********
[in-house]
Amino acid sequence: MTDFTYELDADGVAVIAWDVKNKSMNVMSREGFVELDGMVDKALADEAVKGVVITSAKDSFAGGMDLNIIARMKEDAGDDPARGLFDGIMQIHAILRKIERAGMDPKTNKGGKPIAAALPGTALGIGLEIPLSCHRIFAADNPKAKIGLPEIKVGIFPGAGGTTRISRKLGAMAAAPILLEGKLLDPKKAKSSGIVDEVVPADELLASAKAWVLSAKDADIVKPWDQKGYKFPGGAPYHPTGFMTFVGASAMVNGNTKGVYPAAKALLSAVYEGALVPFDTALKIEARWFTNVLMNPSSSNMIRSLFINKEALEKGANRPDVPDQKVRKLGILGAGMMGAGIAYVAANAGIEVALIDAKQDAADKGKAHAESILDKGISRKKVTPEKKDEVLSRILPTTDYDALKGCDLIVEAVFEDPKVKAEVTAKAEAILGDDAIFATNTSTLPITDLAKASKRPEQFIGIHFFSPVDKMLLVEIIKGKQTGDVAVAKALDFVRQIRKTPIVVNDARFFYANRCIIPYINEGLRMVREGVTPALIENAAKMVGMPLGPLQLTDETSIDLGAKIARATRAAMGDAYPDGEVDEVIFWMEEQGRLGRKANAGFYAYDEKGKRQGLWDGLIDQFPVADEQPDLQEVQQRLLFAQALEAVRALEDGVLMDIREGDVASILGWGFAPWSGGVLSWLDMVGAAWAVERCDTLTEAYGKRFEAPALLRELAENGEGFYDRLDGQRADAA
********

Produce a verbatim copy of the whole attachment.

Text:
[in-house]
Amino acid sequence: MTDFTYELDADGVAVIAWDVKNKSMNVMSREGFVELDGMVDKALADEAVKGVVITSAKDSFAGGMDLNIIARMKEDAGDDPARGLFDGIMQIHAILRKIERAGMDPKTNKGGKPIAAALPGTALGIGLEIPLSCHRIFAADNPKAKIGLPEIKVGIFPGAGGTTRISRKLGAMAAAPILLEGKLLDPKKAKSSGIVDEVVPADELLASAKAWVLSAKDADIVKPWDQKGYKFPGGAPYHPTGFMTFVGASAMVNGNTKGVYPAAKALLSAVYEGALVPFDTALKIEARWFTNVLMNPSSSNMIRSLFINKEALEKGANRPDVPDQKVRKLGILGAGMMGAGIAYVAANAGIEVALIDAKQDAADKGKAHAESILDKGISRKKVTPEKKDEVLSRILPTTDYDALKGCDLIVEAVFEDPKVKAEVTAKAEAILGDDAIFATNTSTLPITDLAKASKRPEQFIGIHFFSPVDKMLLVEIIKGKQTGDVAVAKALDFVRQIRKTPIVVNDARFFYANRCIIPYINEGLRMVREGVTPALIENAAKMVGMPLGPLQLTDETSIDLGAKIARATRAAMGDAYPDGEVDEVIFWMEEQGRLGRKANAGFYAYDEKGKRQGLWDGLIDQFPVADEQPDLQEVQQRLLFAQALEAVRALEDGVLMDIREGDVASILGWGFAPWSGGVLSWLDMVGAAWAVERCDTLTEAYGKRFEAPALLRELAENGEGFYDRLDGQRADAA